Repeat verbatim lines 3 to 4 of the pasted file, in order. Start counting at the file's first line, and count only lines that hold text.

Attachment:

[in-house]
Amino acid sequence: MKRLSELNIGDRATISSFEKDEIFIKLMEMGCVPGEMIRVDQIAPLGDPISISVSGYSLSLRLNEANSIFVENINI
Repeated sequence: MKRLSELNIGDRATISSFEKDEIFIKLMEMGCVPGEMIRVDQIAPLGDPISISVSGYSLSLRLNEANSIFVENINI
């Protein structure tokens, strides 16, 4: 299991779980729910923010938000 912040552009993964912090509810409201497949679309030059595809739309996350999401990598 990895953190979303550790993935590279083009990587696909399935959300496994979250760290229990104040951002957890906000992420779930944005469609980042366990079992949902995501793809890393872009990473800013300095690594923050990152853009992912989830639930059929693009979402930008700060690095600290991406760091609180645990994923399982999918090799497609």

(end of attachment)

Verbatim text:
Repeated sequence: MKRLSELNIGDRATISSFEKDEIFIKLMEMGCVPGEMIRVDQIAPLGDPISISVSGYSLSLRLNEANSIFVENINI
């Protein structure tokens, strides 16, 4: 299991779980729910923010938000 912040552009993964912090509810409201497949679309030059595809739309996350999401990598 990895953190979303550790993935590279083009990587696909399935959300496994979250760290229990104040951002957890906000992420779930944005469609980042366990079992949902995501793809890393872009990473800013300095690594923050990152853009992912989830639930059929693009979402930008700060690095600290991406760091609180645990994923399982999918090799497609």